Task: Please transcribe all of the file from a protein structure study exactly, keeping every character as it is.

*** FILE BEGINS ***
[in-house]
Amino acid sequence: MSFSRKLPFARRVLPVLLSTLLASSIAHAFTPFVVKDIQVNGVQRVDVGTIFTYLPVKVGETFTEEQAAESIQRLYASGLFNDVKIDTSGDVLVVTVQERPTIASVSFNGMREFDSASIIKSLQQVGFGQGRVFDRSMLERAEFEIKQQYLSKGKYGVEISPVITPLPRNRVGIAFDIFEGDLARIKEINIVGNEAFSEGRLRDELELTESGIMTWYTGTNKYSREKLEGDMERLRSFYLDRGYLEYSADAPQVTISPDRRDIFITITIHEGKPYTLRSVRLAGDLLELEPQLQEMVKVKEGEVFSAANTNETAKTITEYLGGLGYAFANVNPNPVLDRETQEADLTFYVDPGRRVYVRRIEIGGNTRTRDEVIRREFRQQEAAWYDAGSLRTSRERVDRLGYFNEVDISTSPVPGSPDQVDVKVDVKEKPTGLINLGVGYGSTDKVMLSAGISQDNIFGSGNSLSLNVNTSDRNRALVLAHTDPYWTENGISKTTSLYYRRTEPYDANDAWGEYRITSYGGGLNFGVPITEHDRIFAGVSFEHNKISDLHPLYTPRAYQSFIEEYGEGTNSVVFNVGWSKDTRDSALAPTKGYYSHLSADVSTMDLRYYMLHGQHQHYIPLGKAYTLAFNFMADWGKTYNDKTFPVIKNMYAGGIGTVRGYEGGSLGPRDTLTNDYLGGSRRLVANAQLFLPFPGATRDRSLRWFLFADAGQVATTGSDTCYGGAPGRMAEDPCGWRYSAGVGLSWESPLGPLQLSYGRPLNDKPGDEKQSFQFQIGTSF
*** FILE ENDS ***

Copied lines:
[in-house]
Amino acid sequence: MSFSRKLPFARRVLPVLLSTLLASSIAHAFTPFVVKDIQVNGVQRVDVGTIFTYLPVKVGETFTEEQAAESIQRLYASGLFNDVKIDTSGDVLVVTVQERPTIASVSFNGMREFDSASIIKSLQQVGFGQGRVFDRSMLERAEFEIKQQYLSKGKYGVEISPVITPLPRNRVGIAFDIFEGDLARIKEINIVGNEAFSEGRLRDELELTESGIMTWYTGTNKYSREKLEGDMERLRSFYLDRGYLEYSADAPQVTISPDRRDIFITITIHEGKPYTLRSVRLAGDLLELEPQLQEMVKVKEGEVFSAANTNETAKTITEYLGGLGYAFANVNPNPVLDRETQEADLTFYVDPGRRVYVRRIEIGGNTRTRDEVIRREFRQQEAAWYDAGSLRTSRERVDRLGYFNEVDISTSPVPGSPDQVDVKVDVKEKPTGLINLGVGYGSTDKVMLSAGISQDNIFGSGNSLSLNVNTSDRNRALVLAHTDPYWTENGISKTTSLYYRRTEPYDANDAWGEYRITSYGGGLNFGVPITEHDRIFAGVSFEHNKISDLHPLYTPRAYQSFIEEYGEGTNSVVFNVGWSKDTRDSALAPTKGYYSHLSADVSTMDLRYYMLHGQHQHYIPLGKAYTLAFNFMADWGKTYNDKTFPVIKNMYAGGIGTVRGYEGGSLGPRDTLTNDYLGGSRRLVANAQLFLPFPGATRDRSLRWFLFADAGQVATTGSDTCYGGAPGRMAEDPCGWRYSAGVGLSWESPLGPLQLSYGRPLNDKPGDEKQSFQFQIGTSF